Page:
TEPCO's rubble removal at Fukushima plant likely spread cesium to rice paddies
Tokyo Electric Power Co. plans to clear debris from the Fukushima No. 1 nuclear plant despite strong indications that earlier removal work contaminated rice paddies far from the stricken facility, The Asahi Shimbun has learned.
The agriculture ministry pointed out the possibility that the removal of rubble from the plant site in August last year spread radioactive substances to 14 rice paddies in Minami-Soma outside the evacuation zone and more than 20 kilometers from the plant.
Cesium levels in the rice crops harvested last autumn exceeded the safety standard of 100 becquerels per kilogram, according to ministry officials.
Radioactivity readings above the standard were also detected from rice grown at five locations inside the evacuation zone.
The ministry called on TEPCO to take preventive measures in its debris-removal work.
Although the utility has since suspended its clearing operations at the plant, the company plans to soon dismantle a cover installed on the No. 1 reactor building, where highly contaminated debris remains to be removed.
TEPCO has not told the public about the ministry’s findings.
“(If TEPCO hopes to resume rubble-clearing operations), providing information on the possibility of the spread of (contaminated substances) is a major premise,” said Takehiko Murayama, a risk management professor at the Tokyo Institute of Technology.
An agriculture ministry survey found that some parts of rice crops that emerged in mid-August were contaminated. If the crops had drawn up radioactive substances released into the soil immediately after the Fukushima nuclear plant was hit by the Great East Japan Earthquake and tsunami in March 2011, those substances would be detected uniformly throughout the plants.
Since they weren’t, the ministry concluded that the radioactive substances had been newly released at least by the end of September 2013, the harvest period for the rice crops.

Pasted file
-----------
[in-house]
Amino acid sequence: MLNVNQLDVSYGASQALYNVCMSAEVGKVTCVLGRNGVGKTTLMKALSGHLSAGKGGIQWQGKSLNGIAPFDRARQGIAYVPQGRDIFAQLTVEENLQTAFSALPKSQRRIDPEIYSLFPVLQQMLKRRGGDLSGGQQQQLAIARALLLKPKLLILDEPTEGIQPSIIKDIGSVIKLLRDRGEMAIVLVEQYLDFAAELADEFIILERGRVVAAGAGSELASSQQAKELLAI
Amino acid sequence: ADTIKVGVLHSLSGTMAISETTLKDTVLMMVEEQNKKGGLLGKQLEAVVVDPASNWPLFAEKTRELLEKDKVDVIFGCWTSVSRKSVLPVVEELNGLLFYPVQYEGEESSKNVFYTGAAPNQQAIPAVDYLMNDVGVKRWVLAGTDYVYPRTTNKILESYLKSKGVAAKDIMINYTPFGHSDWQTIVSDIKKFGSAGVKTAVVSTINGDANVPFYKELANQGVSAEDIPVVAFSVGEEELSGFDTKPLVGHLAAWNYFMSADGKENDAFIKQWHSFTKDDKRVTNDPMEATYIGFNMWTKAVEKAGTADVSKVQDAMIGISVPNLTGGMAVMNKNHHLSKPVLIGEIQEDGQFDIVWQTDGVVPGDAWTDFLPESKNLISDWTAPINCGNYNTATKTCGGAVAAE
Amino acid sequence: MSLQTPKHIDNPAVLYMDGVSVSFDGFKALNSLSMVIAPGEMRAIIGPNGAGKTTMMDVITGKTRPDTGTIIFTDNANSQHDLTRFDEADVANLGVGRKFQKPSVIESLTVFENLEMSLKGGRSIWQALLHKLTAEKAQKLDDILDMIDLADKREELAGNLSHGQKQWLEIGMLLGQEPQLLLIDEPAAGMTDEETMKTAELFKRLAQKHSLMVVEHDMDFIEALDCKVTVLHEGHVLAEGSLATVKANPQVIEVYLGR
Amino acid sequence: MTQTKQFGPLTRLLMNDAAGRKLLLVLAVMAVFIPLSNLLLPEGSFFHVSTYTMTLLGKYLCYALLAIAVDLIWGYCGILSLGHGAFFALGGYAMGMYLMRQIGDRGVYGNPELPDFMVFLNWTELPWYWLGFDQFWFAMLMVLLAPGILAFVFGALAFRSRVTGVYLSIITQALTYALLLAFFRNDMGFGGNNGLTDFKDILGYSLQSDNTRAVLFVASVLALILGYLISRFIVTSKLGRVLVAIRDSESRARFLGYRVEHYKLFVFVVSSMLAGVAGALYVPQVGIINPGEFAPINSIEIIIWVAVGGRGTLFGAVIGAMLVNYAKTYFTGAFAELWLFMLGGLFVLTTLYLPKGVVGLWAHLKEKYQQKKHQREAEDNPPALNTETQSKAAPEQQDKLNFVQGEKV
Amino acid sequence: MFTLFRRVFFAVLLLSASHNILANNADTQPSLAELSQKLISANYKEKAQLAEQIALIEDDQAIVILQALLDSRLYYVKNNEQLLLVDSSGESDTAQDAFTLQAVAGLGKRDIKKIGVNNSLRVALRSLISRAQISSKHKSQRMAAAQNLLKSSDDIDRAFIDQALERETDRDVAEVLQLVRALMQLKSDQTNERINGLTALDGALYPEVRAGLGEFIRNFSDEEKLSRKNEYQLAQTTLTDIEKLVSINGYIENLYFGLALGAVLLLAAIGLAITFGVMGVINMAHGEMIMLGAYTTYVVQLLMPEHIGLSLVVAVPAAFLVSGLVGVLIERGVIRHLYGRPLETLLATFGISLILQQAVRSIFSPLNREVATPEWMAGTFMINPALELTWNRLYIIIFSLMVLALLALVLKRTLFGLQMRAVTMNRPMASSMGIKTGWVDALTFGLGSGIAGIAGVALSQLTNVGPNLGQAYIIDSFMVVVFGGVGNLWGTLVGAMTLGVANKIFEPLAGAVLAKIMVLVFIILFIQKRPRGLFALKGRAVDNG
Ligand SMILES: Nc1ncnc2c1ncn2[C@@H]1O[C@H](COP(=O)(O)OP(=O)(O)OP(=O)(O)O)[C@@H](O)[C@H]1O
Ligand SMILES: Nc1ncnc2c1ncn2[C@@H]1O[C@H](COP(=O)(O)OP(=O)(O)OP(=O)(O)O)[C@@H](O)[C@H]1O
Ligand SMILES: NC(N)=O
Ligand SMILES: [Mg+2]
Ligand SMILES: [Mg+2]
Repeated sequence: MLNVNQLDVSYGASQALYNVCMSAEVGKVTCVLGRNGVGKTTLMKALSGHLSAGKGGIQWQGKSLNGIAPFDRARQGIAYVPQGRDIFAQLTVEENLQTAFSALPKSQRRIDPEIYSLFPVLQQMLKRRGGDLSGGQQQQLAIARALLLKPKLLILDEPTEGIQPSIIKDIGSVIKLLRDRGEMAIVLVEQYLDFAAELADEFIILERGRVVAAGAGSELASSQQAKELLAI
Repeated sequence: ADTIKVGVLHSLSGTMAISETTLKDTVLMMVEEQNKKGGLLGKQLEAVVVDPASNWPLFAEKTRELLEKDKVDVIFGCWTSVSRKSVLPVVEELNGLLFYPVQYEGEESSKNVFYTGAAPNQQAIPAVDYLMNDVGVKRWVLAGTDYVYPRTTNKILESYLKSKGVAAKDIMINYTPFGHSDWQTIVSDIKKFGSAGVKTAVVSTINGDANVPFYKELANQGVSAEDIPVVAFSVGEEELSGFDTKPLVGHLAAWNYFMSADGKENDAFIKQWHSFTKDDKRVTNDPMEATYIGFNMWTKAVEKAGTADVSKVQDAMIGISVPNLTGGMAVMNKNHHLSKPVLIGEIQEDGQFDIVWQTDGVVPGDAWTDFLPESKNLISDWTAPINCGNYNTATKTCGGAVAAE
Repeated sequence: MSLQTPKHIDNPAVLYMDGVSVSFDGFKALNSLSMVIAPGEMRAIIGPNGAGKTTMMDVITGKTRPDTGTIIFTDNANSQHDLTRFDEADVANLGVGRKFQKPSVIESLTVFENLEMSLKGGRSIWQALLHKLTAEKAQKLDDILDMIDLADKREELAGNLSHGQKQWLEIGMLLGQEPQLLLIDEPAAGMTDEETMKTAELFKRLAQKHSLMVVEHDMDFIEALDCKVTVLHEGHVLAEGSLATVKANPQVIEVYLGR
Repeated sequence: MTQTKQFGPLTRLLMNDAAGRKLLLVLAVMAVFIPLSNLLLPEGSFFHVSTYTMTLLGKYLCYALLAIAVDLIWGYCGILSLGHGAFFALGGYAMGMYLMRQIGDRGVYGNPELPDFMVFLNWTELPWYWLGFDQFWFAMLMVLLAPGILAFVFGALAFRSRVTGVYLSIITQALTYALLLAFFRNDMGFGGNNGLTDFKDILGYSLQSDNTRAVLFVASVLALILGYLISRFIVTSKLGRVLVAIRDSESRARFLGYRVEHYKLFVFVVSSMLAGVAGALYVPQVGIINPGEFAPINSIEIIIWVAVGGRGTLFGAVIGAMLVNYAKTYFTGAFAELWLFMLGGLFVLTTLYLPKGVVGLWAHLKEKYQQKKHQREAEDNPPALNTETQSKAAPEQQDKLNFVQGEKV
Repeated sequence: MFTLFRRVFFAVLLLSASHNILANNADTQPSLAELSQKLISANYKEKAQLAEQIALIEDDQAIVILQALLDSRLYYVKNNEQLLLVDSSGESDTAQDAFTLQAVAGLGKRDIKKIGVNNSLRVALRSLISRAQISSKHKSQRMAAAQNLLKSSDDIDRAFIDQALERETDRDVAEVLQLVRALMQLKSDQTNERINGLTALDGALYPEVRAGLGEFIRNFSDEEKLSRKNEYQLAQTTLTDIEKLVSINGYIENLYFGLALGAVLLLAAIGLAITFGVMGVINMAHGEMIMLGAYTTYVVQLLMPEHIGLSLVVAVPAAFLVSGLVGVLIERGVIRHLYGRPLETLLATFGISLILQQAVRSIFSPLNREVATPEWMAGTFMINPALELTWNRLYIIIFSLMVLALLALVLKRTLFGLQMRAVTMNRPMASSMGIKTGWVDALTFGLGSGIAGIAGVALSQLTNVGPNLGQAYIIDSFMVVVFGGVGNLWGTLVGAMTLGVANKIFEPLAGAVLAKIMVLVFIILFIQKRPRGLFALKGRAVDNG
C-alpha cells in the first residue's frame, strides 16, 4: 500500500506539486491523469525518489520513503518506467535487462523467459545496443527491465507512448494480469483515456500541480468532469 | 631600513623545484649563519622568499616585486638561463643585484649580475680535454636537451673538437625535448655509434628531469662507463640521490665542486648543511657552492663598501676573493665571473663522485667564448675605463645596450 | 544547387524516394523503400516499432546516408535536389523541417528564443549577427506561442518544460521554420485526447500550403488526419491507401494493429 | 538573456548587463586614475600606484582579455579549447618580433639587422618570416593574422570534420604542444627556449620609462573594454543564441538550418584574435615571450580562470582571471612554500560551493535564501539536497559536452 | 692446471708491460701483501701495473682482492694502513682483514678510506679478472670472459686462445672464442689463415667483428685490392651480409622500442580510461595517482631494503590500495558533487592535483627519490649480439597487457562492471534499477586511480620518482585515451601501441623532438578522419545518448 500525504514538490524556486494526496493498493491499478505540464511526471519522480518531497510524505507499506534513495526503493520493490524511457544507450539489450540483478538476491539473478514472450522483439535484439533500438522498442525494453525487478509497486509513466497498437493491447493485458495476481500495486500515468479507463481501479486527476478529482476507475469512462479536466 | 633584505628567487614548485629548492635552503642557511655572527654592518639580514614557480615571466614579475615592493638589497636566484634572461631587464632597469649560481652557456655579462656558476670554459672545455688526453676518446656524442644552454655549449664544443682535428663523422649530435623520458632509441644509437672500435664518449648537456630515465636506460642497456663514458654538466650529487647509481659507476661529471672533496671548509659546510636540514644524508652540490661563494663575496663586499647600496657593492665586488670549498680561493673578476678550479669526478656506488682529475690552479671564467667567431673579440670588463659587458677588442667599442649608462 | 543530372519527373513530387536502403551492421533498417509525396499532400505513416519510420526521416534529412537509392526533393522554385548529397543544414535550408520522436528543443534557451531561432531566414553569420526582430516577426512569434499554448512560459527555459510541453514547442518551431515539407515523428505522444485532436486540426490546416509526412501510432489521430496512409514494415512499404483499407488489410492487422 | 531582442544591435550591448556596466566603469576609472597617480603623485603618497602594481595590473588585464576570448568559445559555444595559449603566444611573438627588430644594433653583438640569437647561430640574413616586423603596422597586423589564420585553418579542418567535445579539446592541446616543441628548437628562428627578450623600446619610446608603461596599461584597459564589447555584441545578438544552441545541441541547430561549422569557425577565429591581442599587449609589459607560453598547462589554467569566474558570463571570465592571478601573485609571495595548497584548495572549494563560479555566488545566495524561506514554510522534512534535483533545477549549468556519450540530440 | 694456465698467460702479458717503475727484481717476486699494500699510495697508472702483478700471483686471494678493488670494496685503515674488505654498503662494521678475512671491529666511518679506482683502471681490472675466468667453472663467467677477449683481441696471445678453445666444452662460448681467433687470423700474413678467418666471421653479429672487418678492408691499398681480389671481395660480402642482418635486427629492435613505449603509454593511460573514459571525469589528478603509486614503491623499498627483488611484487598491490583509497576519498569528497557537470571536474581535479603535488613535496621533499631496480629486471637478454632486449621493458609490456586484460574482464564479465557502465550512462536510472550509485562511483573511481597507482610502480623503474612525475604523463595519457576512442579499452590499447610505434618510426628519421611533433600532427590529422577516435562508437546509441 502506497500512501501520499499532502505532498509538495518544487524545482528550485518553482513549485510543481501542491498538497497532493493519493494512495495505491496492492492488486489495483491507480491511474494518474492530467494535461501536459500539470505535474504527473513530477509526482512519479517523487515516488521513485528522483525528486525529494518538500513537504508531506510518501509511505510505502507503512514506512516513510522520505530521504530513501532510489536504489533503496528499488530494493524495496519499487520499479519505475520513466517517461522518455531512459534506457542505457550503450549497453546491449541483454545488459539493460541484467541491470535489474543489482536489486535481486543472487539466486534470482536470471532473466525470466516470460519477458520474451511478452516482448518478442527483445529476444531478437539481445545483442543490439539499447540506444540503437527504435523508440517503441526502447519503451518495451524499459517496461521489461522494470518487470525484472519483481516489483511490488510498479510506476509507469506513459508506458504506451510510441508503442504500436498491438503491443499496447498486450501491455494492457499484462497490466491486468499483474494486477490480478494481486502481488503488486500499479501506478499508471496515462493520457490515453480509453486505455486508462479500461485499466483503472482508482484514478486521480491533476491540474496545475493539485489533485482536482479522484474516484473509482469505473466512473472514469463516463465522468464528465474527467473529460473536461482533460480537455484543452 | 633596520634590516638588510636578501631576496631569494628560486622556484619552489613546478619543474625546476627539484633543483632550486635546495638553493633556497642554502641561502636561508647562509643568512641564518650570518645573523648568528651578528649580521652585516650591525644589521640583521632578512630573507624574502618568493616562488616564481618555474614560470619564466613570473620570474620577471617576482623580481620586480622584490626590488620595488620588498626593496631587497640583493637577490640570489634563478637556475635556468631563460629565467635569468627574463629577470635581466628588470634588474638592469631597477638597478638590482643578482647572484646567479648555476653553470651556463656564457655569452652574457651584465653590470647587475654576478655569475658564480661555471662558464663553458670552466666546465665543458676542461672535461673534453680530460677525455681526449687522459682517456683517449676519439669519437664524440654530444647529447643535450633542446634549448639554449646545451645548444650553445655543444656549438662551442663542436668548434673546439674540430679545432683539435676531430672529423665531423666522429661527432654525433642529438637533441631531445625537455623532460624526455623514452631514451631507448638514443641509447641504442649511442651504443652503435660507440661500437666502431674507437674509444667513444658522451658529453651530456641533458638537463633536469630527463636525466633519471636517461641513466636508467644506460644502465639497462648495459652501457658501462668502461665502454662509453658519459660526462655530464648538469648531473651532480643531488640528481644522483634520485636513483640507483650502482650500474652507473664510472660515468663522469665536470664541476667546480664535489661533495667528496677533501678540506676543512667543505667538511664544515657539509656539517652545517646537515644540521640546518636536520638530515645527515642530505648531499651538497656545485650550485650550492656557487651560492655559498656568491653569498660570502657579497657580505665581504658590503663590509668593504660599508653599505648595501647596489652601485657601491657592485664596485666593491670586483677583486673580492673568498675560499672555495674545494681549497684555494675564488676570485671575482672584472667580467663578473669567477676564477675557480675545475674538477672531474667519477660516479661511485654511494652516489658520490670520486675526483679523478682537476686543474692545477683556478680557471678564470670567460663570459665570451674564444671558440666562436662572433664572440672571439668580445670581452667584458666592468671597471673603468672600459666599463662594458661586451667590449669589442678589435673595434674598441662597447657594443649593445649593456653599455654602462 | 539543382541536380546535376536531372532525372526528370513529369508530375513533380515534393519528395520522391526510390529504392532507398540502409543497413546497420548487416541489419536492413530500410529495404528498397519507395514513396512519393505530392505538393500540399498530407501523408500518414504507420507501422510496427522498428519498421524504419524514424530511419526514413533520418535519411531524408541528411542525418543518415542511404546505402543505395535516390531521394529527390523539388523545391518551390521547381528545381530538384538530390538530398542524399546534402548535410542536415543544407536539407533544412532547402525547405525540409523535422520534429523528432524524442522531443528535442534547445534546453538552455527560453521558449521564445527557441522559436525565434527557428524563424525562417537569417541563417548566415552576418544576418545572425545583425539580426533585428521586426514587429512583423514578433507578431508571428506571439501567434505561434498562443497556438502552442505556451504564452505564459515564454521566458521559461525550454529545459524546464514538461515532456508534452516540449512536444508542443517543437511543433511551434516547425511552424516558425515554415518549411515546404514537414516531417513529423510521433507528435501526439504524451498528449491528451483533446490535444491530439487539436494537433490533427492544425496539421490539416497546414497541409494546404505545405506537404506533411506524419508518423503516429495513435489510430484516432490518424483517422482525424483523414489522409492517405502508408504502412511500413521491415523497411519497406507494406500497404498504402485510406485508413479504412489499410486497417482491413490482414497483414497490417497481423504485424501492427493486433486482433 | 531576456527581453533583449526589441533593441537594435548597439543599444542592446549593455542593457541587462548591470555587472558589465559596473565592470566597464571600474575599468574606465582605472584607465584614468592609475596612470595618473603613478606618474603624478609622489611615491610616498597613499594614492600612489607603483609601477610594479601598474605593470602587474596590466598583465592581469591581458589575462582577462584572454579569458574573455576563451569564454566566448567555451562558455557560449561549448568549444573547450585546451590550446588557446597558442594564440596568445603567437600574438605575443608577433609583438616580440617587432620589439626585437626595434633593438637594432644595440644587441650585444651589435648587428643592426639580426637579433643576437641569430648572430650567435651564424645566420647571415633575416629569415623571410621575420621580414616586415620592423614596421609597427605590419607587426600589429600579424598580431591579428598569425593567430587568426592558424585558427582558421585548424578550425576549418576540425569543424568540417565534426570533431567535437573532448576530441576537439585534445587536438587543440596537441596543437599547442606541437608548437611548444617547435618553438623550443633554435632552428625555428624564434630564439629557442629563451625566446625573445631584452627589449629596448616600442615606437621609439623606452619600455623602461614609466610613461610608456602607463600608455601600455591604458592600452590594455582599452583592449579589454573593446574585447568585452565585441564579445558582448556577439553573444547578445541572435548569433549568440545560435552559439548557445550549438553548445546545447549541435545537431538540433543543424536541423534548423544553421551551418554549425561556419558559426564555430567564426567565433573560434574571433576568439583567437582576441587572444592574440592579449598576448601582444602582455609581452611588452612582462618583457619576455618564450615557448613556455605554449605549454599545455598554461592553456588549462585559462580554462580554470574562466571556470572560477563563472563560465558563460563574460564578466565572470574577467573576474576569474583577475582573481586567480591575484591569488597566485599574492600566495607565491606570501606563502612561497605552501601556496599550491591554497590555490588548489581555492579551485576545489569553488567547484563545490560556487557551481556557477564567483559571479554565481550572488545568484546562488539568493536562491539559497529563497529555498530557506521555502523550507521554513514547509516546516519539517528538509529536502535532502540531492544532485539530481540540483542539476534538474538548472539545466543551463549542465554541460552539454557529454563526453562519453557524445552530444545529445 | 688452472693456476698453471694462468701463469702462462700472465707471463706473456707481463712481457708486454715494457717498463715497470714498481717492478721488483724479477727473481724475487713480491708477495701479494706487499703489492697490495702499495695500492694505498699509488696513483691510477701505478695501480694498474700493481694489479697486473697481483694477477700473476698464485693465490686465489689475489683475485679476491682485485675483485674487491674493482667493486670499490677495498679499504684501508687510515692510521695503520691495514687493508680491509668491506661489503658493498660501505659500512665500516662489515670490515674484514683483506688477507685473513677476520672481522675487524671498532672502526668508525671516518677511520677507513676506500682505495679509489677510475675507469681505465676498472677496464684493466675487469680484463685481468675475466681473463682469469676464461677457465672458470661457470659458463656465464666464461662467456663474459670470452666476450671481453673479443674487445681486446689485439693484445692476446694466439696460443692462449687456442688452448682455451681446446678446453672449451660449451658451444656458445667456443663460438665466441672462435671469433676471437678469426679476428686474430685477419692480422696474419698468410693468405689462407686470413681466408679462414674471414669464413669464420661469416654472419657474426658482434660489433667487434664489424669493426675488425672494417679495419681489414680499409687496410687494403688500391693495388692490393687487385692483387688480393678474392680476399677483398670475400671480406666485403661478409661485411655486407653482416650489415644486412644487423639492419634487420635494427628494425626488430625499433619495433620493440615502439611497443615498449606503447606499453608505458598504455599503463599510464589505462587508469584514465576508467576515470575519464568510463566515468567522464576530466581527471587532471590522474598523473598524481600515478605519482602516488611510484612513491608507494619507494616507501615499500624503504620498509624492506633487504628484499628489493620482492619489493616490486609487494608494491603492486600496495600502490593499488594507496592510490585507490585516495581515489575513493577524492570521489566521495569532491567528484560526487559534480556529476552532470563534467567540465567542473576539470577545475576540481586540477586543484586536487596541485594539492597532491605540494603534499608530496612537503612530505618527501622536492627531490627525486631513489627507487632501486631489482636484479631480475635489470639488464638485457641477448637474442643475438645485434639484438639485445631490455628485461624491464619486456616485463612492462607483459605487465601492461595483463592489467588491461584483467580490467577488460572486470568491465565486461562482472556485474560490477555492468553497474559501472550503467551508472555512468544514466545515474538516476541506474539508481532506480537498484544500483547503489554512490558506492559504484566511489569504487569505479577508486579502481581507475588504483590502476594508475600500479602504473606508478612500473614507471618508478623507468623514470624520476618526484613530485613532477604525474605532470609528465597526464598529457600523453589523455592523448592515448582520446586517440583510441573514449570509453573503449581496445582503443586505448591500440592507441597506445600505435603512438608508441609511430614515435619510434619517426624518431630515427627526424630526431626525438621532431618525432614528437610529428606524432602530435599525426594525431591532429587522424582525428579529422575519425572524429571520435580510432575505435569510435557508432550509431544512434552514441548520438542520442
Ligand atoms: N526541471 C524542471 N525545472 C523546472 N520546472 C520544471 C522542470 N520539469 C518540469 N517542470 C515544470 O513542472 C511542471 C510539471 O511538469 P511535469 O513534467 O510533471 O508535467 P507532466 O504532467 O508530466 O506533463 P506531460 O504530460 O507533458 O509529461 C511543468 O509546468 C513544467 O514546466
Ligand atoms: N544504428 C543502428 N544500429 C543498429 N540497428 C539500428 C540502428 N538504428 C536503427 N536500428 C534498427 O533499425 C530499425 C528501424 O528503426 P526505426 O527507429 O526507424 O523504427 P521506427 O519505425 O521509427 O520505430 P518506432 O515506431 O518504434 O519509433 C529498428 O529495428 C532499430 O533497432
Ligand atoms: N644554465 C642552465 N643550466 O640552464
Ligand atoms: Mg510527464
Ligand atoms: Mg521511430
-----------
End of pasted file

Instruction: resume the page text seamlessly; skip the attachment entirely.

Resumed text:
The ministry is pointing to Aug. 19, when TEPCO removed a large piece of wreckage from the plant’s No. 3 reactor building. Radioactive dust under the debris blew away in the process and exposed two workers away from the reactor to radiation.
A maximum reading of 13 becquerels per square centimeter was detected from the heads of the two workers. Air dose rates increased at five measuring points 2.8 to 8.3 km north-northwest on the leeward side of the nuclear plant.
The Fukushima prefectural government attributed the increase in air dose rates to radioactive substances released during the Aug. 19 removal operation.
“We cannot think of any other factors,” said a prefectural official. “It is almost certain that the rise in readings was caused by the clearance work.”
The farm ministry also said Minami-Soma lies downwind of the five measuring spots, and that the System for Prediction of Environmental Emergency Dose Information (SPEEDI) estimated that the released particles would reach the city within three hours.
It also says Minami-Soma is the only city with more than one site contaminated with cesium levels exceeding the safety standard, and that the high readings were not detected from rice crops in the area the previous fiscal year.
Ministry officials said they planned to disclose the findings after confirming the cause of the rice crop contamination.
TEPCO said it will resume debris-clearing efforts at the nuclear plant while taking preventive measures based on the ministry’s instructions that came in March this year.
However, the utility said it has yet to learn how far the released particles spread.
The company said its plans to dismantle the cover on the No. 1 reactor building will be the fastest way to remove wreckage from the site. TEPCO will also spray more anti-scattering agents than usual during the operation.
But the company acknowledged that the procedure will still lead to the release of a large amount of radioactive substances, and the spread of the substances will depend on the weather and the wind direction.